Voice Activated Customer Experience
Voice assistant devices like Amazon Echo (Alexa), Siri, Google Assistant (Google Home), and Microsoft’s Cortana are revolutionizing both customer engagements and product interactions. They are all the rage right now and for good reason. They essentially allow you to interface with modern devices, including smart TVs, smart home tech, mobile gadgets, and more, simply through voice commands.
“Alexa, please turn on my lights and play some jazz.”
“Okay Google, will I need an umbrella today?”
Notice how both scenarios use more natural, human-sounding speech?
Smart reply technology and voice-activated assistants, like the ones mentioned above, are emerging technologies that are picking up steam, rapidly. It all started with simple commands that were relatively straightforward. Those features were introduced on our phones and have since expanded to include smart home technology, wireless speakers, and pods. Communication with these devices is much more advanced now, to the point where you can have natural, human interactions with them through the touch of a button or a short statement.
Approximately 55% of teens and 41% of adults use voice search at least once a day. That’s a huge portion of the market.
As the technology continues to grow and evolve, it will become a crucial component that most businesses will need to consider adopting as a modern solution(s), including direct integration into customer experience programs. The incorporation of modern voice technologies in customer experience will effectively modernize, some might even say future proof, the industry.
What Voice Activation and Modern Voice Assistants Mean for Business
Voice-activated technologies will revolutionize not just the consumer market, but the business world too. To understand how and why, you also have to understand these platforms and what they have to offer.
In recent years, Amazon Echo has evolved from a gimmick to the “must-have” smart home device. According to Forbes.com, 11 million Amazon Echo’s were sold last year and the company can expect sales to double by the end of 2017. An article by VoiceLabs mentioned that the success of the Google Home, Google’s response to the trend, released last November, has “legitimized multi-platform ecosystem of voice-first devices.” Microsoft’s Cortana, Apple’s Siri through HomeKit, and a variety of other devices are just a small sample of what’s to come.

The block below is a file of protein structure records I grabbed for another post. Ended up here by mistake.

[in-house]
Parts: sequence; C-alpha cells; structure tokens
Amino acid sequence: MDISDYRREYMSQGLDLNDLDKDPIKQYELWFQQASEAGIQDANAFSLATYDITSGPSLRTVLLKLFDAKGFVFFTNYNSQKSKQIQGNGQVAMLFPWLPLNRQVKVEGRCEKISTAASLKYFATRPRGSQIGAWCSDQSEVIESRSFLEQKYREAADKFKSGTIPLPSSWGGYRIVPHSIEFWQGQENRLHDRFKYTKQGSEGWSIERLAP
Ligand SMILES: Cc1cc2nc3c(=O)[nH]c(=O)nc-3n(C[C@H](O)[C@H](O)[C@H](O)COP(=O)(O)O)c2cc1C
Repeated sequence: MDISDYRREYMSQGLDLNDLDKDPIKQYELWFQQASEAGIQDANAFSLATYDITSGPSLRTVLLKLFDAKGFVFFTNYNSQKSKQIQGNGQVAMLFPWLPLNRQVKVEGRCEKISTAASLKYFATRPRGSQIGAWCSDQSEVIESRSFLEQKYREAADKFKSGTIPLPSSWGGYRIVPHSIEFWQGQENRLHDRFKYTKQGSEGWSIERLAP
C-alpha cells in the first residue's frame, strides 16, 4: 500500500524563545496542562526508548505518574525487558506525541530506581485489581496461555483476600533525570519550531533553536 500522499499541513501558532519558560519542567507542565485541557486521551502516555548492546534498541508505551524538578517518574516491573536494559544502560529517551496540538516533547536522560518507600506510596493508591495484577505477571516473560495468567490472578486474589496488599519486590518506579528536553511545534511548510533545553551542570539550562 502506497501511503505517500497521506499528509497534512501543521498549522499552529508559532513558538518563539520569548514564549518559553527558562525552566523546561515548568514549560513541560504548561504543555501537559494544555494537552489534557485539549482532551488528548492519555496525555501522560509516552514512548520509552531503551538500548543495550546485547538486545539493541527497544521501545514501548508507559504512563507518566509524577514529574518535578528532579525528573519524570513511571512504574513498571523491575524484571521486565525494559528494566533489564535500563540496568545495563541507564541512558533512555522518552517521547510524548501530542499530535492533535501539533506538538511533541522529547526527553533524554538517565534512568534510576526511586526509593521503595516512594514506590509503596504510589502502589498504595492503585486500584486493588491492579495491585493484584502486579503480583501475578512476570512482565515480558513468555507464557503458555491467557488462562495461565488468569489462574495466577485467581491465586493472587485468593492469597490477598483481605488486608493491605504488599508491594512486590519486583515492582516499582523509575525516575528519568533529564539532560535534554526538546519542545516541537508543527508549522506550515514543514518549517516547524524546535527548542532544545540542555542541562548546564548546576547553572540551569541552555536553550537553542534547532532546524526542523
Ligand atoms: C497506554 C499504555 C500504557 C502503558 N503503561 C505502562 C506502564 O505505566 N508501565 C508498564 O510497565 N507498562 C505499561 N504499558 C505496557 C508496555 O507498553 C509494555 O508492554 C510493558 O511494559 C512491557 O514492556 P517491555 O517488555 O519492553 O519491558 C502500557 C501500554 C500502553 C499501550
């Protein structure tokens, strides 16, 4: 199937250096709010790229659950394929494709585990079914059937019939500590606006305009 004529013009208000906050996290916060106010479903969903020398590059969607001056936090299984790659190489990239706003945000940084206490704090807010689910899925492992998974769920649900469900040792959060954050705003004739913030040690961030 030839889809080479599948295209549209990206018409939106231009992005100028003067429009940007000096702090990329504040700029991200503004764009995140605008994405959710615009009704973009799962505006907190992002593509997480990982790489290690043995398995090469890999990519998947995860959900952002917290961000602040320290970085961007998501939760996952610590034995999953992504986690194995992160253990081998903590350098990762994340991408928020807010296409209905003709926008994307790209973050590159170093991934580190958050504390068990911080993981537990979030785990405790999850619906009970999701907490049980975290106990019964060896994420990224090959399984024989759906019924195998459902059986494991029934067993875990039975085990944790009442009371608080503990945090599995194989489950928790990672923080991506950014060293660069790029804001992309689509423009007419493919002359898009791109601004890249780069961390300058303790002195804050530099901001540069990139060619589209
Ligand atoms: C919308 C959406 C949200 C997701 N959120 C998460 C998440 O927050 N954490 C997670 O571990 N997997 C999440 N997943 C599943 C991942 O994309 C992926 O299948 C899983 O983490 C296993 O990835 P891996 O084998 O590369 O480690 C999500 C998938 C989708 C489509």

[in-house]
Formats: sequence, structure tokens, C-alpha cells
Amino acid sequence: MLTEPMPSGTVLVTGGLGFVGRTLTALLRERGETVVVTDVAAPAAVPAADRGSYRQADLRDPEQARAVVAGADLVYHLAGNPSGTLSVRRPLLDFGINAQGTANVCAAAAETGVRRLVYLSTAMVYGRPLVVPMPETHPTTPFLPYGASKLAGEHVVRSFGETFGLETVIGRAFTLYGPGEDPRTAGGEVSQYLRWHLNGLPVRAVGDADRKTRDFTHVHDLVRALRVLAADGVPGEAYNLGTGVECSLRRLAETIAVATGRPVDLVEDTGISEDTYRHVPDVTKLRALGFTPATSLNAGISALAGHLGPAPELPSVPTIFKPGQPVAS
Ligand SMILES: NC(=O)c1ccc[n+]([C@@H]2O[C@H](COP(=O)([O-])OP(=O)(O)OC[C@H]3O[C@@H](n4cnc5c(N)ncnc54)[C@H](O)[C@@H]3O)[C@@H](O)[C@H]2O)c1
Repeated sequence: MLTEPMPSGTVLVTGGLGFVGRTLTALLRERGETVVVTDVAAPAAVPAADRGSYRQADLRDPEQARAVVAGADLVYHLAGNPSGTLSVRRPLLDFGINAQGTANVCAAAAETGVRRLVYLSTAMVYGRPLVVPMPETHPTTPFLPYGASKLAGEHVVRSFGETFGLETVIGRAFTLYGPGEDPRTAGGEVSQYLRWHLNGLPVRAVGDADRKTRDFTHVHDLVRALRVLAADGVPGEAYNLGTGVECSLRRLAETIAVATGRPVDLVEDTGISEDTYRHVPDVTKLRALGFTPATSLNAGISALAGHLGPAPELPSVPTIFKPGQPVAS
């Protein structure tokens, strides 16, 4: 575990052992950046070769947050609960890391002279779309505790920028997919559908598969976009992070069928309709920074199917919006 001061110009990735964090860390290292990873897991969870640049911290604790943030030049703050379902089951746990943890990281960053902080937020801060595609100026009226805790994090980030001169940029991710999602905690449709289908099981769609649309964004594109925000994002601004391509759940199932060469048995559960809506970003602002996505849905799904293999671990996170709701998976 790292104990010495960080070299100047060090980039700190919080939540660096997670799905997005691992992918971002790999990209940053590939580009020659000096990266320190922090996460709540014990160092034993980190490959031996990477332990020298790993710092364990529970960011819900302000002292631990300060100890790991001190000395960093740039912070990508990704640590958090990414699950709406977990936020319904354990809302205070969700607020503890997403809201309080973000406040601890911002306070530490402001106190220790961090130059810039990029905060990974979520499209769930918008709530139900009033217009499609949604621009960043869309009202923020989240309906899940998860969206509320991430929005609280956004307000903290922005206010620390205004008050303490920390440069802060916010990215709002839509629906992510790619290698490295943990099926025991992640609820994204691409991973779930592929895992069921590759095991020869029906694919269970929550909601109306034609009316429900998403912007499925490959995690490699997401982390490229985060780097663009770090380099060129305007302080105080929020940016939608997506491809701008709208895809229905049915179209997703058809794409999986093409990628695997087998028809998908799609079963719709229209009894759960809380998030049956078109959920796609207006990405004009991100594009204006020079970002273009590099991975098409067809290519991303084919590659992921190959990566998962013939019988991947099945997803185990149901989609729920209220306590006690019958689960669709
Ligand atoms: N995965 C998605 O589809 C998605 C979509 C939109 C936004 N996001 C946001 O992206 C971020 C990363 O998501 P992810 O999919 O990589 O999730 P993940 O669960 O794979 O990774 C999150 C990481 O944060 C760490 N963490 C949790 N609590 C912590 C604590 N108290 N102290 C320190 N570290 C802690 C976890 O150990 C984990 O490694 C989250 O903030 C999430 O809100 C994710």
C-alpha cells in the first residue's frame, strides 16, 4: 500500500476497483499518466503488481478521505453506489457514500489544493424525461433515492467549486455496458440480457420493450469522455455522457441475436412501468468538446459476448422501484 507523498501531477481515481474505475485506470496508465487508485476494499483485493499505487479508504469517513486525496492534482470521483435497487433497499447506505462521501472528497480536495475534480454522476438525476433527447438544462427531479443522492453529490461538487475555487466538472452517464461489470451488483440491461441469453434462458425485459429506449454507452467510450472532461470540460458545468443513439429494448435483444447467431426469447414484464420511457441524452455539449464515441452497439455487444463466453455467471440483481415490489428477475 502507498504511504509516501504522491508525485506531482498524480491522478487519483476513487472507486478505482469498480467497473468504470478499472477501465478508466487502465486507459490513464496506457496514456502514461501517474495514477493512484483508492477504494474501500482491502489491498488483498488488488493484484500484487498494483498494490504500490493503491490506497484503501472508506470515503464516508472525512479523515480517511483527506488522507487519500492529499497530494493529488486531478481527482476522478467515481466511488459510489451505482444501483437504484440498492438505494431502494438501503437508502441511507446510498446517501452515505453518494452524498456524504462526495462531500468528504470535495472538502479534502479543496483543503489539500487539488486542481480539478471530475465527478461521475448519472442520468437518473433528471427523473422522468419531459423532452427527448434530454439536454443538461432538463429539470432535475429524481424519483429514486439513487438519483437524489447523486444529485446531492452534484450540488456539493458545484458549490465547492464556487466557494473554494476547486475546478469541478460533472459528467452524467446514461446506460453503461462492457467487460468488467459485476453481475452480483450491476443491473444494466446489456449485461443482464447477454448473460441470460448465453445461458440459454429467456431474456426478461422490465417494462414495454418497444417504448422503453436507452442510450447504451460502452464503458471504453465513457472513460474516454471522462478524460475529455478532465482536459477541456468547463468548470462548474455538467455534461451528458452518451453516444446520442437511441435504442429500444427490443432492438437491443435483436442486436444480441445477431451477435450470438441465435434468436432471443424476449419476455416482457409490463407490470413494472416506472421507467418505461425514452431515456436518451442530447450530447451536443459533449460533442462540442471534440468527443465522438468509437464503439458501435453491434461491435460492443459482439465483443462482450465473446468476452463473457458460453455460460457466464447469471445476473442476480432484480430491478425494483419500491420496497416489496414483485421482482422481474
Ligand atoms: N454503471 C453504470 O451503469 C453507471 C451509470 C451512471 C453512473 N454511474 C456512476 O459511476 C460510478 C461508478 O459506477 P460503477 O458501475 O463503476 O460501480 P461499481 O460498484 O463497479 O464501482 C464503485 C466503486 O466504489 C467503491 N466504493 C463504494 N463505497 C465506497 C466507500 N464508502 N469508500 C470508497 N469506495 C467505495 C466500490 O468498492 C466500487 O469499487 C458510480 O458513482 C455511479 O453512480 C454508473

Voice-first devices, if you will, are part of a new channel called the voice market or voice ecosystem. It emerged thanks to the adoption of these always-on and dedicated voice-based tools. Similar to the web, mobile, and email markets, it’s simply another channel of communication or tool for interaction.
As for what voice dictation devices can do:
Prompt web search via voice commands
Smart replies or query responses a la verbal chatbots
Mobile voice assistants
Automated shopping help
Smart home hub or automation hub to interface with alternate tech
Entertainment through streamed media and radio services
As you might expect, the support will expand over time as the developers of these platforms innovate and add more content. It’s likely we will see more uses than what’s listed here crop up soon.
Voice activation and smart reply technologies can be used to augment the modern customer experience. It’s all about customer communication and the responses/reactions you offer, especially to EBC Managers. Imagine if your potential customers could talk to an app or phone to ask questions about your product/services and it could give them a smart answer back. You would no longer need to be present in some form to make the experience personalized and memorable. Not only could it be of help to your customer, but your team as well. For example, you could ask your phone or smart device to change the content on a digital wall/signage to display a custom greeting for a customer 5 minutes before they get there, helping your team maximize its time and resources.
Voice Technologies Will Alter Communication and Relationships
Much like the conventional chatbots or automated chat tools that have transformed communication via text-based channels, voice activation tools like Siri, Alexa, and Google Assistant will do the same for more natural speech.
There are several ways this can be approached. Brands and businesses can hire in-house development teams to craft the kind of experiences and apps necessary to work with these platforms. This would deliver an almost proprietary experience to customers. They can also deploy these devices in-store, or online, to change the way customers shop, communicate, and reach out.
More importantly, it’s another exposure or channel to highlight promotions, marketing, and content. Much like with SEO practices, where you’re maximizing exposure potential for web results, you can do the same for voice search and voice information platforms. Google and Alexa, for example, will return information pertaining to a query, highlighting the importance of being a premier source of information.
Ultimately, getting vocal is more about direct interactions and engagements with your audience, in their environment. They’re going to reach out to these tools when they want, request or ask what they want, and use them exactly how they want. It’s not so much about funneling or channeling communication to meet conventional business strategies. It’s more about providing your audiences and customers the option to discover what they want to or… what you need them to.